On diaspora* it’s possible to format your text in status messages, comments and conversations using a simplified mark-up system called Markdown. This page gives an introduction to the codes used to create this formatting.
The first thing to note is that you must use two line breaks between paragraphs (except items in a list), otherwise the paragraps will run together. If you really want just one line break between two paragraphs, add two spaces at the end of the first paragraph.
This is where the Preview button comes in really handy. Try some formatting, preview it, work out what isn’t right, fix it, and preview again, until you’re happy! In the examples below, you can copy the text in the grey areas and paste it into the publisher in diaspora* and use the Preview button to try out some formatting.
You can add first-, second- and third-level headings to your message by placing a hash symbol (#) at the start of a line, as follows:
# This is an extremely large header ## Half as big as the one above ### Twice the size of normal text
Make sure to leave a space between the hashes and your text, to avoid creating a #tag instead of a heading. The heading ends once you hit enter to proceed to the next line.
To create an bulleted list, place either *, + or - in front of each line you want as part of the list.
It’s also possible to make numbered lists by placing “1.”, “2.”, etc. in front of the list items. To create a numbered list, the numbers must have periods/full stops after them.
Again, make sure to leave a space between the “bullet” character and the text on each line, and to leave a line space between the list and any preceding/following text, otherwise it will not work.
This is how to create a bulleted list: * Lists Item1 * Lists Item2 * Lists Item3 item one; - Lists Item1 - Lists Item2 - Lists Item3 item two; 1. Lists Item1 2. Lists Item2 3. Lists Item3
When you want to quote an extract of an article or another comment, you can conveniently format your text by starting the line or the paragraph by the “>” character:
This is normal text introducing your quotation: >
This is a quotation.This is the text following the quotation.
If you are a developer you may be interested in code blocks. To create a code block, start your text/code with four backticks ( ` ` ` ` ). To return to normal text, close the code block with another four.
Another way to do this is to start each of your lines of code with four spaces. Adding more spaces will allow for further indenting.
It’s also possible to display code inline, `
by starting and ending the snippet with a backtick`.
This is a line of normal text. ````
this will be a code block```` Then some more more normal text.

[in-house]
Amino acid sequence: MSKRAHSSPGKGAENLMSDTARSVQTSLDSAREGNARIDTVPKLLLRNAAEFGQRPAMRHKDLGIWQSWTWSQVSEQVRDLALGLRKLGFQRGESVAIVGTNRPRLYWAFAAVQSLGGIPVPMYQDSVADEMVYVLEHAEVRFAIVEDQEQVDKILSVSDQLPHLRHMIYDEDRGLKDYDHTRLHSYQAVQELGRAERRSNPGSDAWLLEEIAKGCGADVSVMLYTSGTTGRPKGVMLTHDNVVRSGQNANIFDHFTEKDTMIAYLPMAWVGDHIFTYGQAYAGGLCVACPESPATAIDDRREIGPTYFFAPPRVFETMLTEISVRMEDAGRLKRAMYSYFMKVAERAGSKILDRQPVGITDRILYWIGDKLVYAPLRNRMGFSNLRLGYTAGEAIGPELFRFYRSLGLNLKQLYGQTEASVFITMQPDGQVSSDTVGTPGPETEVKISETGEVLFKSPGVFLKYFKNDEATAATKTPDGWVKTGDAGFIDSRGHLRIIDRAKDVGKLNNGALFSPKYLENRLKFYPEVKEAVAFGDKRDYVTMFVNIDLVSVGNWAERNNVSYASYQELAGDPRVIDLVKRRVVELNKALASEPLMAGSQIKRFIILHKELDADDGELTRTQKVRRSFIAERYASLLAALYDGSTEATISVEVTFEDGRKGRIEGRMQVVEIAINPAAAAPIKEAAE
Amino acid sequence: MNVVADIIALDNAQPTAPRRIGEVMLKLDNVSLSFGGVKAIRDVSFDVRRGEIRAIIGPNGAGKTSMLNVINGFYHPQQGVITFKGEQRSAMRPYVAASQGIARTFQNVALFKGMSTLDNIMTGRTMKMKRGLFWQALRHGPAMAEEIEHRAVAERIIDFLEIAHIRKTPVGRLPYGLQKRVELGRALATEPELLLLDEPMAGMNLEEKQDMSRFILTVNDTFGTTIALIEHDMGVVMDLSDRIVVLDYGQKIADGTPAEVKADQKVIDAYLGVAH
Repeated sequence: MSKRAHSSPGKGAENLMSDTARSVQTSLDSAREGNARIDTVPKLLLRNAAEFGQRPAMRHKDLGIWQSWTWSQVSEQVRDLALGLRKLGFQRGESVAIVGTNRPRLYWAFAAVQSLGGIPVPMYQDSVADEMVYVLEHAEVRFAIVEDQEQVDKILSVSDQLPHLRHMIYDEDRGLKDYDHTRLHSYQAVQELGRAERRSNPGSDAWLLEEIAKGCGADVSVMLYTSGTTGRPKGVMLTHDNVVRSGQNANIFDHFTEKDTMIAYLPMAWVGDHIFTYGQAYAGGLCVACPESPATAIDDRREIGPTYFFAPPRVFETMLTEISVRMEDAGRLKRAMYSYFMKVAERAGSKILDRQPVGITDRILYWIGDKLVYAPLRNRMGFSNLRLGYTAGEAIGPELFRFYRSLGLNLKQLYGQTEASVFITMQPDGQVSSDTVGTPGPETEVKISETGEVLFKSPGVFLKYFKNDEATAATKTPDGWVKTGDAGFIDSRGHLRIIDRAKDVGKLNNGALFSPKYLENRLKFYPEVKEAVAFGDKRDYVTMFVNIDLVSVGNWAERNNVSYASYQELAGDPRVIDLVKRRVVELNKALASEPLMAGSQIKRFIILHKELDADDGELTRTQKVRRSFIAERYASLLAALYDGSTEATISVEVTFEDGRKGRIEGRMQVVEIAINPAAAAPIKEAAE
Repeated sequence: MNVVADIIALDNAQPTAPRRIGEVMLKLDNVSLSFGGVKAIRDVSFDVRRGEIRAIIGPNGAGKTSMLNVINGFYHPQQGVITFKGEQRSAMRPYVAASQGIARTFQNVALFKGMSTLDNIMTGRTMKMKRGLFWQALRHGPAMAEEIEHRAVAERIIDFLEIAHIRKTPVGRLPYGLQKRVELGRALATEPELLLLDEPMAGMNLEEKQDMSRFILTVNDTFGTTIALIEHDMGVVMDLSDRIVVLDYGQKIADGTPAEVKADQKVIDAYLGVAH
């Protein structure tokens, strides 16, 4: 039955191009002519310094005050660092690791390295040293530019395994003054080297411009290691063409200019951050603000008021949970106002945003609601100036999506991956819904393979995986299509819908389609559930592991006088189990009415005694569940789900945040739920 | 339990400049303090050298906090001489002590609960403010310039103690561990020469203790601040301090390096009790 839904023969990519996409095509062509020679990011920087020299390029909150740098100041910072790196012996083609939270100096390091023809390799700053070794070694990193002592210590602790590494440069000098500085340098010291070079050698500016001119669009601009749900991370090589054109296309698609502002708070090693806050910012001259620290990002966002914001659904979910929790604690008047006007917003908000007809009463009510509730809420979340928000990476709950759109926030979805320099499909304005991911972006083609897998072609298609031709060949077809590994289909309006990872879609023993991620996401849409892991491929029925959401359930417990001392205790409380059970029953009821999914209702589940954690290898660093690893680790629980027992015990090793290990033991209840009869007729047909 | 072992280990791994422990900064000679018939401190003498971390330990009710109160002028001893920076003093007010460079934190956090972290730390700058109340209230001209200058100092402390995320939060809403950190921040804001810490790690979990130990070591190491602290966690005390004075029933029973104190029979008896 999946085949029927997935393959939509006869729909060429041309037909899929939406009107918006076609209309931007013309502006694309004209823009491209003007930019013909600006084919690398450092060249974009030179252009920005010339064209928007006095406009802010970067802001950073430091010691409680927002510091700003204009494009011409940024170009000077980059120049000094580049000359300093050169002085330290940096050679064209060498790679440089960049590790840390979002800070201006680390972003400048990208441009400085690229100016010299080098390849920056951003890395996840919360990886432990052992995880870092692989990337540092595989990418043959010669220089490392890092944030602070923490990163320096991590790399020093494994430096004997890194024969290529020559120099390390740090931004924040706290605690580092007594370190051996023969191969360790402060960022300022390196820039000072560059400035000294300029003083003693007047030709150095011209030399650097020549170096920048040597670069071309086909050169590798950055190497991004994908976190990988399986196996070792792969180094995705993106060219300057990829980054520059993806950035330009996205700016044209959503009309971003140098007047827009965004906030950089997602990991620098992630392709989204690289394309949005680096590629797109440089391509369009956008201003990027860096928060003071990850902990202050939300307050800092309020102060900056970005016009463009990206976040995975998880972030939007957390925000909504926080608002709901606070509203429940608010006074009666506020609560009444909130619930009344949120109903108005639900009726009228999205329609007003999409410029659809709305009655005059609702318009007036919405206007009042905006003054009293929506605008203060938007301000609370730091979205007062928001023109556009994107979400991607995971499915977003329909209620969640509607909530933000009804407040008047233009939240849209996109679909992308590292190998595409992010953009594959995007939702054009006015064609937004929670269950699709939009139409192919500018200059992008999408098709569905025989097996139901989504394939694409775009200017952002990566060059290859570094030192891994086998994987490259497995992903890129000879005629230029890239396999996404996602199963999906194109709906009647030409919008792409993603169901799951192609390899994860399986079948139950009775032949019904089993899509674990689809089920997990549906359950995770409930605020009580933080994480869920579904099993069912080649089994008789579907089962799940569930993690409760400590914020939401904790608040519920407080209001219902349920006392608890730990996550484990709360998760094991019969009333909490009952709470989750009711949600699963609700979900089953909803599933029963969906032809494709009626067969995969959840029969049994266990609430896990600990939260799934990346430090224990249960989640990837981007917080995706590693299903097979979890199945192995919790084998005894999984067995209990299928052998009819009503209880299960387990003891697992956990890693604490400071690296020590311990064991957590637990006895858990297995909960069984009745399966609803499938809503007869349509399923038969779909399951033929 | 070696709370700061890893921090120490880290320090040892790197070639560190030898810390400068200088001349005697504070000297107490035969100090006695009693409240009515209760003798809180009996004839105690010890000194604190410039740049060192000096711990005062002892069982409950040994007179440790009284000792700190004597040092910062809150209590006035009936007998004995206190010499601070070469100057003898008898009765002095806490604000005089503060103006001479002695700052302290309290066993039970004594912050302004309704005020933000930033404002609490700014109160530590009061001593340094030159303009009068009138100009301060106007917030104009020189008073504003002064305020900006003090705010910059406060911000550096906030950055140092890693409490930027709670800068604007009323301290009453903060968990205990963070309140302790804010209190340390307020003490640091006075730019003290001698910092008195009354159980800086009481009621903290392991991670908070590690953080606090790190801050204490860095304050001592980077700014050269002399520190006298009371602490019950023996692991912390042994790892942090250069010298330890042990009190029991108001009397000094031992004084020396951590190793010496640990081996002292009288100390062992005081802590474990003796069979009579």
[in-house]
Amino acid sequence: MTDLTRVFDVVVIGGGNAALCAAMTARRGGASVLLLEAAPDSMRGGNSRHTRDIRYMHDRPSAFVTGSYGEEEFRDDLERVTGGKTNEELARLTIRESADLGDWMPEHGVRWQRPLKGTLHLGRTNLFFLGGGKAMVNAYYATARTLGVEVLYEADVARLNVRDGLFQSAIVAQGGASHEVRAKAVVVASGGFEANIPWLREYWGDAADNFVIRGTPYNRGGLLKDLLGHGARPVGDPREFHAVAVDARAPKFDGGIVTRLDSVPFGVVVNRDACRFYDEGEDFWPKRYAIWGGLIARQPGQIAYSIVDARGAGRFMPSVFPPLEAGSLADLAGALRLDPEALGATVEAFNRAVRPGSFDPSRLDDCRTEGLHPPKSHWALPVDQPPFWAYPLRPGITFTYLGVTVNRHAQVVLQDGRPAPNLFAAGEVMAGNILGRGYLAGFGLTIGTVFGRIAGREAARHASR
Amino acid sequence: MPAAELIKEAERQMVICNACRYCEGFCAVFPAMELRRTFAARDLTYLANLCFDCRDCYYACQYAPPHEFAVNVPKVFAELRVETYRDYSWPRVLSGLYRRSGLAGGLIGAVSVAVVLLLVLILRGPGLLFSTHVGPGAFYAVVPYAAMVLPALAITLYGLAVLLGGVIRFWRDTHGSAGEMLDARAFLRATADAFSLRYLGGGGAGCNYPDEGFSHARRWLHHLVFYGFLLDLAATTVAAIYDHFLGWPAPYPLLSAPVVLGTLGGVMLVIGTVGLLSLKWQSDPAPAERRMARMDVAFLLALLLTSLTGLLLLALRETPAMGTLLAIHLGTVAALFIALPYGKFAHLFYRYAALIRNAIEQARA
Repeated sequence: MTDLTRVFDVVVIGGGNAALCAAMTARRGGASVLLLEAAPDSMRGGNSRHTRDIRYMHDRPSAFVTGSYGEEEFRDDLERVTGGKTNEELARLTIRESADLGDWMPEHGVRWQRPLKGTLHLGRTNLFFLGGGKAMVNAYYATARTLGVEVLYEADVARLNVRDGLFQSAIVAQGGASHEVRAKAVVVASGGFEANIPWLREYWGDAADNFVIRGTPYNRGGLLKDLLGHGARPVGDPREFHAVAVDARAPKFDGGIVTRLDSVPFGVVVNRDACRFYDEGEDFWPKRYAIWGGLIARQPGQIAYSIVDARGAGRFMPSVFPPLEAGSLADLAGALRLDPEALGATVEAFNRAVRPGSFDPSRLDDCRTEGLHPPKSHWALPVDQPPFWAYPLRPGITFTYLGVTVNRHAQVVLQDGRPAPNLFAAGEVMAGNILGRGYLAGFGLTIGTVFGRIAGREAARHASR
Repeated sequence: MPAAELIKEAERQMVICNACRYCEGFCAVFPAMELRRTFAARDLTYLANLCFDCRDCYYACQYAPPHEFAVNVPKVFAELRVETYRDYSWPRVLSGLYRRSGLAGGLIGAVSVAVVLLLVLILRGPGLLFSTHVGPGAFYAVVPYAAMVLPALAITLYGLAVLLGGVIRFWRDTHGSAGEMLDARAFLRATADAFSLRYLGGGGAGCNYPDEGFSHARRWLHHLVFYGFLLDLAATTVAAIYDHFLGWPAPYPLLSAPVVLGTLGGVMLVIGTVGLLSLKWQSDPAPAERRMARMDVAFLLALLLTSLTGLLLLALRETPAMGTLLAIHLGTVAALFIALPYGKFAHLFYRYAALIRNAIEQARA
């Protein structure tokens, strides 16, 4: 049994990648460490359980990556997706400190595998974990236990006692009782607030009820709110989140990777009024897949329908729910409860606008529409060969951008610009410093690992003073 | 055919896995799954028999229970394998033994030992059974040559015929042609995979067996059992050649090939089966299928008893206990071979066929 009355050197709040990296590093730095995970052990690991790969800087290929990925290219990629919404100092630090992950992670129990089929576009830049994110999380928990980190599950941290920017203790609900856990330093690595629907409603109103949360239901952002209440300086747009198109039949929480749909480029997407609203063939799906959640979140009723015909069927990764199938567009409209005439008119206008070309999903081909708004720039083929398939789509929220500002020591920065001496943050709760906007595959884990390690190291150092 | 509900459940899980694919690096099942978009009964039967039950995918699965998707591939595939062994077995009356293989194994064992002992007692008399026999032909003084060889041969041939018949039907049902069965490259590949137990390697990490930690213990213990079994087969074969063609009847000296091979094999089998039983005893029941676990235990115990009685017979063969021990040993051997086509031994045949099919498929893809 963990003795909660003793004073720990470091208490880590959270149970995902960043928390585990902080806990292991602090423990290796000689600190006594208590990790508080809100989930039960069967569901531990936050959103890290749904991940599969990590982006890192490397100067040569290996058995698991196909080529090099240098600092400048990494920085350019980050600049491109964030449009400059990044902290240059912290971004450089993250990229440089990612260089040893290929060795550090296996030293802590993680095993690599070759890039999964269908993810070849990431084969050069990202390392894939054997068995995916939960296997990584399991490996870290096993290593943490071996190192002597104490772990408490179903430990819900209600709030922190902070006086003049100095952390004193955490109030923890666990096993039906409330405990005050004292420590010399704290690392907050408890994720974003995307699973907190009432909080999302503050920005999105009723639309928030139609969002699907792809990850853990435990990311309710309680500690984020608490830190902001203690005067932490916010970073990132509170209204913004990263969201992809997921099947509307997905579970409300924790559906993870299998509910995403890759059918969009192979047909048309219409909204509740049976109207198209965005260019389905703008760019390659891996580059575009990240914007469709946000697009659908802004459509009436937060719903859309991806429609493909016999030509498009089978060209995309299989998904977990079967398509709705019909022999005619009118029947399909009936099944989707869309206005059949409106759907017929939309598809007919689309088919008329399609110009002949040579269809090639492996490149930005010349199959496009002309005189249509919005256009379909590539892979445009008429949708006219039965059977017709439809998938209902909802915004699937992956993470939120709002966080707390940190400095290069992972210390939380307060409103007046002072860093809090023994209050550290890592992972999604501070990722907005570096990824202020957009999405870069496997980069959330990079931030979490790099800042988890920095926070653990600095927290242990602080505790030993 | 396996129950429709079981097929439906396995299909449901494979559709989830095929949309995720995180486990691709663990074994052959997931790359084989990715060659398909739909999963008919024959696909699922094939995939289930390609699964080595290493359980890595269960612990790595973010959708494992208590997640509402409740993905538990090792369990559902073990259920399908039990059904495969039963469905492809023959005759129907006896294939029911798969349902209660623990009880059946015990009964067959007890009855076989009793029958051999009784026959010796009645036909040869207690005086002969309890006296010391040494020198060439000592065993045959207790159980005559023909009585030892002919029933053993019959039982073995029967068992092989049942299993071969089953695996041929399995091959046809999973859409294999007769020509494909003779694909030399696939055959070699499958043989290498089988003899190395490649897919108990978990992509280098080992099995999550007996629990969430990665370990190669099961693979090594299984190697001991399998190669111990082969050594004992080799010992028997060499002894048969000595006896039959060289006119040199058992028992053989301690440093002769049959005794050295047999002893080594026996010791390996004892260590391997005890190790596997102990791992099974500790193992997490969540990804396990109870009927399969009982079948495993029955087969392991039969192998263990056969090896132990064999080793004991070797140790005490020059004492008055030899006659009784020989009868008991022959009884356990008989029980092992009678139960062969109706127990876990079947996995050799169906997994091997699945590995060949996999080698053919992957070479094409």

and then a bit more code
a line of code indented by two spaces
To create a horizontal line, use at least three - - -, _ _ _ or * * * on a separate line. Any number above three will do the same thing and spaces between the characters do not matter.
There will be a horizontal rule between this line of text and the next one. --- And now you can start the next section of your text.
Italics and bold
Place either asterisks or underscores either side of a word or words to make them italic, bold or bold italic.
Italics: *word* or _word_
Bold: **word** or __word__
Bold italics: ***word*** or ___word___
You must of course match the asterisks/underscores in pairs either side of words for the formatting to work. Typing “I want to display this as a **bold* word” won’t display the word in bold.
To create an inline link, use the following code:
[displayed text here](http://link.address.here "alt text")
The “alt text” is optional, and is displayed as a tool-tip when the cursor is moved over the link.
To add external images to your post, comment or private message, use the same code as for a link, but with an exclamation point at the front:
![Alt text](http://website.com/image.jpg "optional title")
For this to work, you must provide a direct link to a valid image file, not to a web page with an image or images on it.
The alternative text in the square brackets is displayed if the image cannot be loaded, and the optional title is displayed as a tool-tip when the cursor is moved over the image; both are useful but not essential.
If you want your message to include a character which is also used in Markdown coding, you can prevent it from being read by Markdown as a formatting code by “escaping” it. To do this, place a backslash ( \ ) in front of the character. For example, typing
this \_ is an underscore
prevents Markdown from reading the underscore as a Markdown code and allows diaspora* to display the underscore rather than creating italic text.
You can, however, type “diaspora*” or “D*” without the asterisk becoming a formatting code!
You can create the following symbols and other special characters using a combination of characters:
- "->" = "→" ; "<-" = "←" ; "<->" = "↔"
- "(c)" = "©" ; "(r)" = "®" ; "(tm)" = ™
- "<3″ = "♥ "
- "x^2″ = "x²"
There’s a more detailed description of Markdown’s syntax on this page.